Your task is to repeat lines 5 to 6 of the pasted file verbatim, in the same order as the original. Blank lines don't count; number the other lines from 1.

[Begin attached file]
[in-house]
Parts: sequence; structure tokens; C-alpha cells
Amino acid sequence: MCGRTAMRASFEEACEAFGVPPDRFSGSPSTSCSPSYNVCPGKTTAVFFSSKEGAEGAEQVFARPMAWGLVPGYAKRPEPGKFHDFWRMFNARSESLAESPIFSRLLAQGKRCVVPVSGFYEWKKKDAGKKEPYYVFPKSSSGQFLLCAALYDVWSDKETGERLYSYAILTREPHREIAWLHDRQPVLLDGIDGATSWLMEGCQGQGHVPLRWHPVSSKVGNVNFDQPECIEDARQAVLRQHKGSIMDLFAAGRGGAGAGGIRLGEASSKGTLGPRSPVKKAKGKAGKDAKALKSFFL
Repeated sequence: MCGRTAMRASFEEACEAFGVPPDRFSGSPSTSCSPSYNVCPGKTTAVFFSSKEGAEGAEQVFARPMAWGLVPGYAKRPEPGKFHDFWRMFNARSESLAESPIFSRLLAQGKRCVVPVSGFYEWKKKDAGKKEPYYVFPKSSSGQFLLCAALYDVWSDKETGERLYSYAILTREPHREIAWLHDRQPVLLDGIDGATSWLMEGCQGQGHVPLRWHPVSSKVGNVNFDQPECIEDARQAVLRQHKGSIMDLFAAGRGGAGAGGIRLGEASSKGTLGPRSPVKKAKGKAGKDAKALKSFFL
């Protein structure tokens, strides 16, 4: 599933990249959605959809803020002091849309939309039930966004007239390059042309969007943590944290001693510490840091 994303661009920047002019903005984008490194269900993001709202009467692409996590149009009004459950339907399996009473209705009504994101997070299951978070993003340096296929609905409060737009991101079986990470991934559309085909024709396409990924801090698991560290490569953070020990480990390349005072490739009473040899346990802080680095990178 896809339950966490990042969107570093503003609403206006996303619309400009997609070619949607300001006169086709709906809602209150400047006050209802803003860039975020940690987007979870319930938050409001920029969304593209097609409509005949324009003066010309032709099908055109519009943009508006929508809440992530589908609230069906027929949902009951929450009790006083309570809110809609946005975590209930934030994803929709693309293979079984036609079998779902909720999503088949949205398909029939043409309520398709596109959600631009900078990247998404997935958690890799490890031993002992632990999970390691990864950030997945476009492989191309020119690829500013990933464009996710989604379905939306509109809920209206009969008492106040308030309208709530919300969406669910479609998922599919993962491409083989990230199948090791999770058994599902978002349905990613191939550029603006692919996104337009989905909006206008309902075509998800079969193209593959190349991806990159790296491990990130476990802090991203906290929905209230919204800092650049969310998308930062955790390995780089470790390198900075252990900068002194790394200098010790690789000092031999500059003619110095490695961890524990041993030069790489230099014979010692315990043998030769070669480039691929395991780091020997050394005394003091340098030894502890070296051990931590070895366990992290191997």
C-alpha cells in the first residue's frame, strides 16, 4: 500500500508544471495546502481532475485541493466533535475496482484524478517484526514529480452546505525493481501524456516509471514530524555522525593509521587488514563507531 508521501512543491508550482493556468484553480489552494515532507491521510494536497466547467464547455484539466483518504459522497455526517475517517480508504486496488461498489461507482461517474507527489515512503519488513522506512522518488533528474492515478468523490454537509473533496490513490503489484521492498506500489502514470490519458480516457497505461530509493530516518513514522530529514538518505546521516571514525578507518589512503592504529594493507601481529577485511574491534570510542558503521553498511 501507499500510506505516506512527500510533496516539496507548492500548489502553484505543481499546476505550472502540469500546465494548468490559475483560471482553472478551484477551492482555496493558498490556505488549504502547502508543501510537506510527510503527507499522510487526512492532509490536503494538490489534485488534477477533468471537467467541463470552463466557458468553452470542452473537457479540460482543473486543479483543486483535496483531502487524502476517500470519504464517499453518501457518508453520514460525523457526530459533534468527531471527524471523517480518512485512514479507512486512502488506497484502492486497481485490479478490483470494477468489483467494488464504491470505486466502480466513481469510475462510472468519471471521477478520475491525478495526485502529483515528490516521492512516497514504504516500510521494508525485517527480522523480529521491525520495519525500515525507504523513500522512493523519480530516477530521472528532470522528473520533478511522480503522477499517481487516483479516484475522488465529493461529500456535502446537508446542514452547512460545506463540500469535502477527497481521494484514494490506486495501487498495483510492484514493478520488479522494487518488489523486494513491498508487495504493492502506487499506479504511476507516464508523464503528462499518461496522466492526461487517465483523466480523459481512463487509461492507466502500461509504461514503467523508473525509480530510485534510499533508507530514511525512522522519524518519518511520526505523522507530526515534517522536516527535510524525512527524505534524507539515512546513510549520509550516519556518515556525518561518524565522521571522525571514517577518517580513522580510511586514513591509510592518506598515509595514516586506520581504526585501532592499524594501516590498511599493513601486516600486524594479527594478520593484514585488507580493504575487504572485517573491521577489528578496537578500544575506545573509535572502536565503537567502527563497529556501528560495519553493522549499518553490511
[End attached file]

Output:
């Protein structure tokens, strides 16, 4: 599933990249959605959809803020002091849309939309039930966004007239390059042309969007943590944290001693510490840091 994303661009920047002019903005984008490194269900993001709202009467692409996590149009009004459950339907399996009473209705009504994101997070299951978070993003340096296929609905409060737009991101079986990470991934559309085909024709396409990924801090698991560290490569953070020990480990390349005072490739009473040899346990802080680095990178 896809339950966490990042969107570093503003609403206006996303619309400009997609070619949607300001006169086709709906809602209150400047006050209802803003860039975020940690987007979870319930938050409001920029969304593209097609409509005949324009003066010309032709099908055109519009943009508006929508809440992530589908609230069906027929949902009951929450009790006083309570809110809609946005975590209930934030994803929709693309293979079984036609079998779902909720999503088949949205398909029939043409309520398709596109959600631009900078990247998404997935958690890799490890031993002992632990999970390691990864950030997945476009492989191309020119690829500013990933464009996710989604379905939306509109809920209206009969008492106040308030309208709530919300969406669910479609998922599919993962491409083989990230199948090791999770058994599902978002349905990613191939550029603006692919996104337009989905909006206008309902075509998800079969193209593959190349991806990159790296491990990130476990802090991203906290929905209230919204800092650049969310998308930062955790390995780089470790390198900075252990900068002194790394200098010790690789000092031999500059003619110095490695961890524990041993030069790489230099014979010692315990043998030769070669480039691929395991780091020997050394005394003091340098030894502890070296051990931590070895366990992290191997």
C-alpha cells in the first residue's frame, strides 16, 4: 500500500508544471495546502481532475485541493466533535475496482484524478517484526514529480452546505525493481501524456516509471514530524555522525593509521587488514563507531 508521501512543491508550482493556468484553480489552494515532507491521510494536497466547467464547455484539466483518504459522497455526517475517517480508504486496488461498489461507482461517474507527489515512503519488513522506512522518488533528474492515478468523490454537509473533496490513490503489484521492498506500489502514470490519458480516457497505461530509493530516518513514522530529514538518505546521516571514525578507518589512503592504529594493507601481529577485511574491534570510542558503521553498511 501507499500510506505516506512527500510533496516539496507548492500548489502553484505543481499546476505550472502540469500546465494548468490559475483560471482553472478551484477551492482555496493558498490556505488549504502547502508543501510537506510527510503527507499522510487526512492532509490536503494538490489534485488534477477533468471537467467541463470552463466557458468553452470542452473537457479540460482543473486543479483543486483535496483531502487524502476517500470519504464517499453518501457518508453520514460525523457526530459533534468527531471527524471523517480518512485512514479507512486512502488506497484502492486497481485490479478490483470494477468489483467494488464504491470505486466502480466513481469510475462510472468519471471521477478520475491525478495526485502529483515528490516521492512516497514504504516500510521494508525485517527480522523480529521491525520495519525500515525507504523513500522512493523519480530516477530521472528532470522528473520533478511522480503522477499517481487516483479516484475522488465529493461529500456535502446537508446542514452547512460545506463540500469535502477527497481521494484514494490506486495501487498495483510492484514493478520488479522494487518488489523486494513491498508487495504493492502506487499506479504511476507516464508523464503528462499518461496522466492526461487517465483523466480523459481512463487509461492507466502500461509504461514503467523508473525509480530510485534510499533508507530514511525512522522519524518519518511520526505523522507530526515534517522536516527535510524525512527524505534524507539515512546513510549520509550516519556518515556525518561518524565522521571522525571514517577518517580513522580510511586514513591509510592518506598515509595514516586506520581504526585501532592499524594501516590498511599493513601486516600486524594479527594478520593484514585488507580493504575487504572485517573491521577489528578496537578500544575506545573509535572502536565503537567502527563497529556501528560495519553493522549499518553490511